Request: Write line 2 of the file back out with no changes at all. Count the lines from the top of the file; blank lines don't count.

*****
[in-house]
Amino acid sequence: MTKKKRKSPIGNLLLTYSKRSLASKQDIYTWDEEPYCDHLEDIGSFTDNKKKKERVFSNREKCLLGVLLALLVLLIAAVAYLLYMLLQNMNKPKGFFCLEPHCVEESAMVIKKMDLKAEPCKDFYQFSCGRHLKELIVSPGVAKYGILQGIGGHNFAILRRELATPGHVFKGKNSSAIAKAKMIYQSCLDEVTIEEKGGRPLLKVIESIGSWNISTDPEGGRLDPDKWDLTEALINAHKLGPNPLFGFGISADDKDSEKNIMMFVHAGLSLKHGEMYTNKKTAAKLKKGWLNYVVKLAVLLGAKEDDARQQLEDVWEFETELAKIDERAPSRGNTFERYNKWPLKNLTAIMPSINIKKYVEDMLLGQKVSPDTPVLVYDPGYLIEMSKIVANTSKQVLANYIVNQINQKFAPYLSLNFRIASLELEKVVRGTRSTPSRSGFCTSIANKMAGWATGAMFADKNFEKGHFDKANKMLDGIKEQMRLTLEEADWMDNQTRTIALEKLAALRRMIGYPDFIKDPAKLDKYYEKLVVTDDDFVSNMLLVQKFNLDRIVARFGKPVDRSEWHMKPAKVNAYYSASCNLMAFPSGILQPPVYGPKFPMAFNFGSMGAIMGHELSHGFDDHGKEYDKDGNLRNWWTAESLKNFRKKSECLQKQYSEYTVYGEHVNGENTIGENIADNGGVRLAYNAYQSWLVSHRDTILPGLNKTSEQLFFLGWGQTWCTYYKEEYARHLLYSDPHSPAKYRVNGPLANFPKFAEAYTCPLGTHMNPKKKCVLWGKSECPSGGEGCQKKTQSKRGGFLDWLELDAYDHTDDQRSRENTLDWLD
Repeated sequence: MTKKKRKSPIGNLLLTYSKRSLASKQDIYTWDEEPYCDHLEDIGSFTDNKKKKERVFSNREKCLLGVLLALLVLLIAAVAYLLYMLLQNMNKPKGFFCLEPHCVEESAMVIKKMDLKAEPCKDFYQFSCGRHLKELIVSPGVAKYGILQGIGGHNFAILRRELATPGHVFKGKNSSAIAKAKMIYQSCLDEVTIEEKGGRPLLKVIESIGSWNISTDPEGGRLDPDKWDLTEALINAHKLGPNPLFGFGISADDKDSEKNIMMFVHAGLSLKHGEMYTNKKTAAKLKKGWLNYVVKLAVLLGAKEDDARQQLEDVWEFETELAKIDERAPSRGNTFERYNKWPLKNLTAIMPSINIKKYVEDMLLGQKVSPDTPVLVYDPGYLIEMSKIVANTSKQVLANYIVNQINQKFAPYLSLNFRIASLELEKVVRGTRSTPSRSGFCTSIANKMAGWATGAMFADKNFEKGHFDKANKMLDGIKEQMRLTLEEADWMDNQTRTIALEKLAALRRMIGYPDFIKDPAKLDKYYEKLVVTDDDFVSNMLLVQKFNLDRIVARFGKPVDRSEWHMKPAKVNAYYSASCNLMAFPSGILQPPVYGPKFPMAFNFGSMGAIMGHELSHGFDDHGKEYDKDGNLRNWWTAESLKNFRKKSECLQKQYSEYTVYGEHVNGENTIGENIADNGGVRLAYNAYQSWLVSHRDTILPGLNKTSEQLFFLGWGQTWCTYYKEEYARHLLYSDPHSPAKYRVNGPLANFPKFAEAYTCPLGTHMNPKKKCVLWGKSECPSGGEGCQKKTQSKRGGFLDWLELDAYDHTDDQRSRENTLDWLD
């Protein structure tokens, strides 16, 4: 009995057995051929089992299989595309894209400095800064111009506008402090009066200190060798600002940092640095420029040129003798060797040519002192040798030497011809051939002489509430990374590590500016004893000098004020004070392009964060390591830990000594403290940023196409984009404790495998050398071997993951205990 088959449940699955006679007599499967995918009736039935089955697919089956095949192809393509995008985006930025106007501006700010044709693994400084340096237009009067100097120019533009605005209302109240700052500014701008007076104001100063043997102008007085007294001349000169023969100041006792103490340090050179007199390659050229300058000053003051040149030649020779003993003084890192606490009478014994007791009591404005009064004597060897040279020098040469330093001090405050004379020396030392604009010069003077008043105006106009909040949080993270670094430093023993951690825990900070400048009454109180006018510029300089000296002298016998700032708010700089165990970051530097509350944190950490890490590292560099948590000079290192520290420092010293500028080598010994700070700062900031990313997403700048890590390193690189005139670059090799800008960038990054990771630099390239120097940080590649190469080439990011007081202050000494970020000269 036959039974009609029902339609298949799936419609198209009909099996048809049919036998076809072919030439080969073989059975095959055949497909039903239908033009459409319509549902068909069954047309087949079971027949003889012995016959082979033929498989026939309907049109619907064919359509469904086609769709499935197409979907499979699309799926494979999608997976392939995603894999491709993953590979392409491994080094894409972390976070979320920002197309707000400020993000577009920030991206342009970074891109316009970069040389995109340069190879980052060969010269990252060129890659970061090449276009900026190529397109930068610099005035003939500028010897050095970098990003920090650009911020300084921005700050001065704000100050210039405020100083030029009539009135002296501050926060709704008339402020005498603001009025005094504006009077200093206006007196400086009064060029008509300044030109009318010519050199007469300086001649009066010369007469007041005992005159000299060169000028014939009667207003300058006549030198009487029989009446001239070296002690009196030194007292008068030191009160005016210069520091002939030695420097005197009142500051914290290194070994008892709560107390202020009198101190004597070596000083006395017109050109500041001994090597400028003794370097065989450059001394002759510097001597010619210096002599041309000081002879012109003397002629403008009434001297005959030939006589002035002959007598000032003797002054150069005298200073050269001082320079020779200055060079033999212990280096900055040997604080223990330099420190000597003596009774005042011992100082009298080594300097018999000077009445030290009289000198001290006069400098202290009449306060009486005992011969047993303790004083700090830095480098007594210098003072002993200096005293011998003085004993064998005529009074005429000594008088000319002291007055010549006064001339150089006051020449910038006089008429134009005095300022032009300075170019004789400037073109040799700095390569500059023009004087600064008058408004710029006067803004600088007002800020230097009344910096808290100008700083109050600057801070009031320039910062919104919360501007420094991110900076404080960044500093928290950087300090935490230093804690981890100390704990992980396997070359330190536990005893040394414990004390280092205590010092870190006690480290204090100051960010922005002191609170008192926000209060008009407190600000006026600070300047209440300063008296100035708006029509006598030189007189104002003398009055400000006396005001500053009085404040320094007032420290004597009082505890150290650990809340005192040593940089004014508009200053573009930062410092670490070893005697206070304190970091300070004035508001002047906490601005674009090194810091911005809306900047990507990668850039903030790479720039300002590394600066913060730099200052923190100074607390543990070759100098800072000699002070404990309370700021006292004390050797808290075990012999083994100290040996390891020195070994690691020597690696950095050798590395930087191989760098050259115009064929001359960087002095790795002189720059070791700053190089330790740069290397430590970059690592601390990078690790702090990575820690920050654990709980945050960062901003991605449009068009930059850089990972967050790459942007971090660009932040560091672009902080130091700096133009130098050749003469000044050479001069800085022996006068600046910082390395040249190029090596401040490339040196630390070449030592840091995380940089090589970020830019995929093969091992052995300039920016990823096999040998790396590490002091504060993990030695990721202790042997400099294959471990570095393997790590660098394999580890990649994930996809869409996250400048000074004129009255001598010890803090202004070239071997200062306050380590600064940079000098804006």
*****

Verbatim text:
Amino acid sequence: MTKKKRKSPIGNLLLTYSKRSLASKQDIYTWDEEPYCDHLEDIGSFTDNKKKKERVFSNREKCLLGVLLALLVLLIAAVAYLLYMLLQNMNKPKGFFCLEPHCVEESAMVIKKMDLKAEPCKDFYQFSCGRHLKELIVSPGVAKYGILQGIGGHNFAILRRELATPGHVFKGKNSSAIAKAKMIYQSCLDEVTIEEKGGRPLLKVIESIGSWNISTDPEGGRLDPDKWDLTEALINAHKLGPNPLFGFGISADDKDSEKNIMMFVHAGLSLKHGEMYTNKKTAAKLKKGWLNYVVKLAVLLGAKEDDARQQLEDVWEFETELAKIDERAPSRGNTFERYNKWPLKNLTAIMPSINIKKYVEDMLLGQKVSPDTPVLVYDPGYLIEMSKIVANTSKQVLANYIVNQINQKFAPYLSLNFRIASLELEKVVRGTRSTPSRSGFCTSIANKMAGWATGAMFADKNFEKGHFDKANKMLDGIKEQMRLTLEEADWMDNQTRTIALEKLAALRRMIGYPDFIKDPAKLDKYYEKLVVTDDDFVSNMLLVQKFNLDRIVARFGKPVDRSEWHMKPAKVNAYYSASCNLMAFPSGILQPPVYGPKFPMAFNFGSMGAIMGHELSHGFDDHGKEYDKDGNLRNWWTAESLKNFRKKSECLQKQYSEYTVYGEHVNGENTIGENIADNGGVRLAYNAYQSWLVSHRDTILPGLNKTSEQLFFLGWGQTWCTYYKEEYARHLLYSDPHSPAKYRVNGPLANFPKFAEAYTCPLGTHMNPKKKCVLWGKSECPSGGEGCQKKTQSKRGGFLDWLELDAYDHTDDQRSRENTLDWLD